Gear noise reduction is best addressed in the design phase. Establishing optimized tooth counts, ratios, pitch, pressure angle, helix angle, tooth proportions, and modifications early in the design cycle can provide a robust and cost-effective solution to noise reduction.
The Nature of Noise
Noise created by a gear-driven enclosed drive is produced by a rather complex dynamic system. The gears in the drive are accountable for a measure of the excitation resulting in noise. There are other elements, however, that also bear some noise generation and propagation responsibility.
The motor itself inputs a torque ripple that is a function of its electrical and magnetic cogging attributes. Another likely source of noise comes from the armature shaft clearances in the motor bearings. Excessive clearances will allow the armature shaft to bounce back and forth in the clearances. The size of the clearances will vary with the unit and any bearing wear. The frequency of these bounces will be random but tend to be one to five times the shaft rotating frequency in small motors.
The housing design and material yield resonant frequencies that often promote noise propagation. The mounting of the gear shafts and their arrangement and stiffness in the housing also play a role in noise transmission.
This article centers on the noise-reduction potential of the gears from a design perspective. Taking a proactive approach to noise reduction at the beginning of the design cycle utilizing currently available design software is a cost-effective way to minimize noise before going into production.
Low-Noise Gear Threats
A prime goal for minimum noise generation is conjugate motion when operating under the design load. In this state the gear mesh produces uniform motion transmission. Transmission errors will be at a minimum. The involute tooth profile is well suited to yield uniform motion, even when the center distance varies. The enemy of a low-noise output is any gear parameter or condition that increases transmission error, which in turn results in non-uniform motion. The fact that the properties of plastic vary with temperature and moisture affect a number of gear parameters that must be considered as we work toward our noise-reduction goal. The impact of these and other features that affect plastic gear noise are shown in Figure 1.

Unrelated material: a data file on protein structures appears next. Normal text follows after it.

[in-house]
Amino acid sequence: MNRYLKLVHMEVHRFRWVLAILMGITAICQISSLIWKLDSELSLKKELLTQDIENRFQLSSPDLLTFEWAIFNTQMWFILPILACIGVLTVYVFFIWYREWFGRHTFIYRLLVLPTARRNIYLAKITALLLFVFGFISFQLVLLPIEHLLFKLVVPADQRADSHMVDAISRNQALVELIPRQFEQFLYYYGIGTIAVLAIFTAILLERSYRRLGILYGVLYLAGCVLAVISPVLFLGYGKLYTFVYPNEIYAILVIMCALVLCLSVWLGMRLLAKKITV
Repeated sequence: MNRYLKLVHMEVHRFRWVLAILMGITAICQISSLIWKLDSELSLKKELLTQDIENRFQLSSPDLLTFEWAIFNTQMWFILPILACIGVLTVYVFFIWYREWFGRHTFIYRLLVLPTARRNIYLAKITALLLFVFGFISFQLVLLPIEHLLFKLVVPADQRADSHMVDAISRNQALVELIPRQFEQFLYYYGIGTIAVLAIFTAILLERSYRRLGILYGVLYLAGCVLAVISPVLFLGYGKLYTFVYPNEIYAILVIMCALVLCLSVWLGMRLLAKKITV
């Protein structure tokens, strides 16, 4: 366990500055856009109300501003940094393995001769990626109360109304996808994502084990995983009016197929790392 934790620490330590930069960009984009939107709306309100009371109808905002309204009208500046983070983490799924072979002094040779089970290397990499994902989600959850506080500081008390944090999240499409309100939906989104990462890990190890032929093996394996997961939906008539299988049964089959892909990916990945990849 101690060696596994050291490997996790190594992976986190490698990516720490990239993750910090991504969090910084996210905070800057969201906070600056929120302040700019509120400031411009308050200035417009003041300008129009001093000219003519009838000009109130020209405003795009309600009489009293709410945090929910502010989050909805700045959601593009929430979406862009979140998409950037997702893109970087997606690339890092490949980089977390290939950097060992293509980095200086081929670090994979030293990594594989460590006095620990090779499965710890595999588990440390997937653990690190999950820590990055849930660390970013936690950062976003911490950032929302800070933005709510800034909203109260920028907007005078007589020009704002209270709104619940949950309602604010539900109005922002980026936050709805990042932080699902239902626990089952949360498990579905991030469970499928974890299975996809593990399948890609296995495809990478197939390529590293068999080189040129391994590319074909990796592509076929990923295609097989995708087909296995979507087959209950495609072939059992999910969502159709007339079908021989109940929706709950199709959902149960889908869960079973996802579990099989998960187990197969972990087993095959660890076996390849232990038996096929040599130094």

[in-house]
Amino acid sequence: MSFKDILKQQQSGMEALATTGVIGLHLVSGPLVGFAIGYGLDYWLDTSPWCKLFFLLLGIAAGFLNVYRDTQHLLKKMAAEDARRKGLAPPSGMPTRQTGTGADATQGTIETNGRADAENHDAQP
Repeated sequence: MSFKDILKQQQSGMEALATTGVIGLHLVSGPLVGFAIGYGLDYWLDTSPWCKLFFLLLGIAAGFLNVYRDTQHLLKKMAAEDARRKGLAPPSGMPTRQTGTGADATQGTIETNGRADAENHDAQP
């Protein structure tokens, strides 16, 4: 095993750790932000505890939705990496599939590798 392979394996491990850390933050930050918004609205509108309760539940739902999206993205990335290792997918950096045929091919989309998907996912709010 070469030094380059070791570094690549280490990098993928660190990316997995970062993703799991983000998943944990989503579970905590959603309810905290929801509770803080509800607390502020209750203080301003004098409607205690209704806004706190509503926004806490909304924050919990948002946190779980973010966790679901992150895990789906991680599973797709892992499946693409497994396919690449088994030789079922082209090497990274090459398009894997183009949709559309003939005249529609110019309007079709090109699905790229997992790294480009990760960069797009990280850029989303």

Deflection: All gear teeth deflect under load. With the lower modulus of elasticity of plastic materials, tooth deflection is one issue that must be addressed. Tooth deflection alone causes non-uniform motion by distorting the involute form. The deflection is not the same for both members since the engagement begins with the tip of the gear at the pinion start of active profile near the root area and ends with the tip of the pinion, leaving engagement with the gear at the end of the end of active profile for the pinion. (See Figure 2).
For spur gears the sudden mesh contact of a leading unloaded tooth on the driven gear produces an impact load that also contributes to the noise excitation. Helical gears are not prone to this level of impact since the contact lines are on an angle relative to their axis and gradually move from one side of the face to the other. The optimum helix angle for noise reduction is one that yields a face contact ratio near an integer value. However, if that is not possible—due to axial thrust, for instance—a lesser helix angle will excite less noise than an unmodified spur gear.
Then there is another deflection issue regarding load sharing. If the profile contact ratio of a gear pair is 1.5, the load will be carried by one pair of teeth for half the time and two pairs for the other half. The amount of deflection will vary when the load sharing and mesh stiffness changes. The resultant changes in motion transmission will influence the noise generation.
Profile Errors: Tooth profile errors add to the motion transmission errors that further add to the excitation causing noise. There may be uniform errors on all the teeth that result from thermal expansion or contraction. Profile errors may also be a result of the non-uniform rim, web, or rib configurations. Gate locations and the resulting weld lines may also result in profile errors if not accounted for in the grooming of the mold.
Pitch Errors: Tooth pitch errors like profile errors may be uniform errors on all the teeth that result from thermal expansion or contraction. They may also be a result of the non-uniform rim, web, or rib configurations. Gate locations and the resulting weld lines may also result in pitch errors if not accounted for in the tool.
Lead Errors: Lead errors are less prone to generate mesh related excitations. In spur gears lead errors are not as great a noise factor in the meshing of the gears. However, heavy contact on the end of the tooth will present a noise issue. If the lead error changes direction multiple times per revolution, a disturbing rattle or shuttling noise could result.
Interference: Any form of interference would be a major noise contributor. This interference is usually a result of the tip on one gear touching the root area of the other. Excessive runout or out of round, and lack of accounting for the tolerance stack-up, can be an issue.
Loss of Profile Contact: If all the variables that make up the extreme conditions relating to center distance are not properly accounted for, the profile contact ratio may drop below 1.00. When that occurs the driver will jump to the next tooth after the previous tooth exits its mesh. The resulting impact will be heard.